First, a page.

--- sshd_config 2011-04-14 10:15:28.565148992 +0200
+++ sshd_nohup  2011-04-14 10:14:12.015036717 +0200
@@ -12,6 +12,7 @@
 HostKey /etc/ssh/ssh_host_dsa_key
 #Privilege Separation is turned on for security
 UsePrivilegeSeparation yes
+PermitTunnel yes
 # Lifetime and size of ephemeral version 1 server key
 KeyRegenerationInterval 3600
@@ -64,6 +65,10 @@
 PrintMotd no
 PrintLastLog yes
 TCPKeepAlive yes
+KeepAlive yes
+ClientAliveInterval 60
+ClientAliveCountMax 3
 #UseLogin no
 #MaxStartups 10:30:60

Now you don't get disconnected so often. Maybe, optionally, one could set that as defaults, maybe?
Or does that make too much sense ...

Posted by Patrick | Permalink

Sun Apr 3 21:02:23 CEST 2011

A fair offer

Lately I've been reading about some companies that had troubles because their management was doing rather confusing and not really optimal things. There appears to be a new influx of graduates of the school of "damagement" where the goal of the upper levels of a company seems to be to dismantle the company in a short time. Great examples include hallucinatory visionaries like Carly Fiorina who almost managed to wreck HP, Stephen Elop who managed about 25% decrease of stock price within a reasonably short time, and recently Bob Parsons of GoDaddy fame who upset people with his rifle antics near elephants. But they all lack dedication and execution, so the results are quite average and unmotivated.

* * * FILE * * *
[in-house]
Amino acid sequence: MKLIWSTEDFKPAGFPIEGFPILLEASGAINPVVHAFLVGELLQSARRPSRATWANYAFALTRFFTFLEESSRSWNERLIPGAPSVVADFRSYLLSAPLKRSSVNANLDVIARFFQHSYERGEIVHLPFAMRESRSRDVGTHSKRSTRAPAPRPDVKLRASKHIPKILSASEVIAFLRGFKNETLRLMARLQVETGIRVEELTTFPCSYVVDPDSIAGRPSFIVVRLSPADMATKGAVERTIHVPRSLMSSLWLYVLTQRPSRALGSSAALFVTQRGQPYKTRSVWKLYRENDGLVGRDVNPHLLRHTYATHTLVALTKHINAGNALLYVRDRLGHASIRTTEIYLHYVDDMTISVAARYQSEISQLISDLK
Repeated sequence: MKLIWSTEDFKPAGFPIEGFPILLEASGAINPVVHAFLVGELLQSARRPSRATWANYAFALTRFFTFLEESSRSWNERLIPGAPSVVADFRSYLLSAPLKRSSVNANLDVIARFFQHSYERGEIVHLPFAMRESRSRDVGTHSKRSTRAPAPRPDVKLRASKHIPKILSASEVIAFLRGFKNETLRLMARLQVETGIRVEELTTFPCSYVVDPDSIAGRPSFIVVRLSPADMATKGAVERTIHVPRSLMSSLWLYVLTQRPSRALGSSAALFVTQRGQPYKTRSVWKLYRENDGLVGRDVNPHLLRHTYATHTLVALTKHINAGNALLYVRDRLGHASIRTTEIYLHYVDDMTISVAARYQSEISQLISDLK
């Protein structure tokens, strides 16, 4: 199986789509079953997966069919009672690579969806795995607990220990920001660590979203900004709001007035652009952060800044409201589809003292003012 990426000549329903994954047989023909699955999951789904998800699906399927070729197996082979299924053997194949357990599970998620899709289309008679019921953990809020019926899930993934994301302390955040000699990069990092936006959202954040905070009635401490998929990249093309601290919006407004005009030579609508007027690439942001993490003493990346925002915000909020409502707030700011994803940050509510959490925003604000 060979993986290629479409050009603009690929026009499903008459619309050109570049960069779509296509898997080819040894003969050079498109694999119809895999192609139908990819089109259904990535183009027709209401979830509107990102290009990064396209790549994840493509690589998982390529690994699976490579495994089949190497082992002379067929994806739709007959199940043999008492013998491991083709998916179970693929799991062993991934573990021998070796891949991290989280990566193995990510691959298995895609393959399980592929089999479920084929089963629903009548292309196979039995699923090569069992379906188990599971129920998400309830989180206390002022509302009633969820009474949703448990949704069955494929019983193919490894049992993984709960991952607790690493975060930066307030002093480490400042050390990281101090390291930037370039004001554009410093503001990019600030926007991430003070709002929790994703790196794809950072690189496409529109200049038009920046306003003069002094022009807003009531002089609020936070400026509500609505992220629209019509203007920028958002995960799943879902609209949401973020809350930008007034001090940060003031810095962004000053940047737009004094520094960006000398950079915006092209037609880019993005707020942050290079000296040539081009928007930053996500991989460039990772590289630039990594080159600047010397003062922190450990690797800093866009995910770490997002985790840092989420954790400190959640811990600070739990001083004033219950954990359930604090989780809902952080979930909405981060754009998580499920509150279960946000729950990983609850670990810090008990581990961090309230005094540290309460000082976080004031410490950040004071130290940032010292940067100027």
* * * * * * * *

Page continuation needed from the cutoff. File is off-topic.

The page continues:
I feel that these companies deserve better, so here's my offer. It's a unique chance for all of you that need to properly run a company into the ground:

Hire me as CEO. I have no relevant experience (which puts me roughly in the middle of the bell curve), but the mindset of an engineer and an unwavering loyality that will keep me properly isolated from facts and other nasty parts of reality. My cultural background mixes german precision and swift execution of random ideas with french delusions of grandeur and a sense of invincibility. The mix of luxemburgian nationality and having lived in switzerland gives me a special talent for manipulating finances in ways that should not be possible.

If you need to have the wrong decisions made I will defend them until I never defended them. Proper flipfloping is a subtle art that most politicians seem to have mastered - I shall demonstrate you how this skill can demoralize your employees and reduce productivity at unprecedented rates. I guarantee maximum dissatisfaction, and for the right price I'll make sure that your company gets run into the ground properly. Only 25% loss of stock value in a week? Pishposh. If you wish to exit strategic markets and break the backbone of an enterprise you need proper planning and a PR strategy that allows vilification of your brand.

So please, if you need someone to take the blame and cause a proper mess feel free to contact me. My rates are very competitive, and I guarantee that you will not be disappointed. Even morally shady things can be discussed - it's only illegal if you get caught!

Posted by Patrick | Permalink